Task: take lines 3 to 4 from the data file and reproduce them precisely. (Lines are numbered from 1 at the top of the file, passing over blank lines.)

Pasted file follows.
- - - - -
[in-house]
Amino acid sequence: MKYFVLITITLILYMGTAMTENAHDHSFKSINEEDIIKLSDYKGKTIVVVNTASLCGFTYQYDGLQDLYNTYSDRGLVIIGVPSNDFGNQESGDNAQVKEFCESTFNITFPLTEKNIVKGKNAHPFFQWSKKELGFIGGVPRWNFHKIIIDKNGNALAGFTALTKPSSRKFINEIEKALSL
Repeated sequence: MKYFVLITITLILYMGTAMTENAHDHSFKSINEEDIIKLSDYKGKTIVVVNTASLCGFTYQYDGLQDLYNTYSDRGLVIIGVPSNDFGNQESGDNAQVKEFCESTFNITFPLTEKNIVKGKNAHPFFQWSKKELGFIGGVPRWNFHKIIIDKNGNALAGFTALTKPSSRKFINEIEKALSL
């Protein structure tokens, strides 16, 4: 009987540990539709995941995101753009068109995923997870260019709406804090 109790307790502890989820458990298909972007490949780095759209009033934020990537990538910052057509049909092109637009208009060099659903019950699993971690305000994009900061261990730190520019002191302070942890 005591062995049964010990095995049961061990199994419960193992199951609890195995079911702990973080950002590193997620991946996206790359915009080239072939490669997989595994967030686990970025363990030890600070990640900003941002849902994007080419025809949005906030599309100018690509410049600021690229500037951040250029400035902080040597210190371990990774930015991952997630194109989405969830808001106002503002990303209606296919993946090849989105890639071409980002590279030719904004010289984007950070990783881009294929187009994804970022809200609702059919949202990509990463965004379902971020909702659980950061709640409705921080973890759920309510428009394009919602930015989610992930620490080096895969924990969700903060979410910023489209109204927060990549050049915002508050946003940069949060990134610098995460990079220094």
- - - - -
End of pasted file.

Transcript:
Repeated sequence: MKYFVLITITLILYMGTAMTENAHDHSFKSINEEDIIKLSDYKGKTIVVVNTASLCGFTYQYDGLQDLYNTYSDRGLVIIGVPSNDFGNQESGDNAQVKEFCESTFNITFPLTEKNIVKGKNAHPFFQWSKKELGFIGGVPRWNFHKIIIDKNGNALAGFTALTKPSSRKFINEIEKALSL
């Protein structure tokens, strides 16, 4: 009987540990539709995941995101753009068109995923997870260019709406804090 109790307790502890989820458990298909972007490949780095759209009033934020990537990538910052057509049909092109637009208009060099659903019950699993971690305000994009900061261990730190520019002191302070942890 005591062995049964010990095995049961061990199994419960193992199951609890195995079911702990973080950002590193997620991946996206790359915009080239072939490669997989595994967030686990970025363990030890600070990640900003941002849902994007080419025809949005906030599309100018690509410049600021690229500037951040250029400035902080040597210190371990990774930015991952997630194109989405969830808001106002503002990303209606296919993946090849989105890639071409980002590279030719904004010289984007950070990783881009294929187009994804970022809200609702059919949202990509990463965004379902971020909702659980950061709640409705921080973890759920309510428009394009919602930015989610992930620490080096895969924990969700903060979410910023489209109204927060990549050049915002508050946003940069949060990134610098995460990079220094």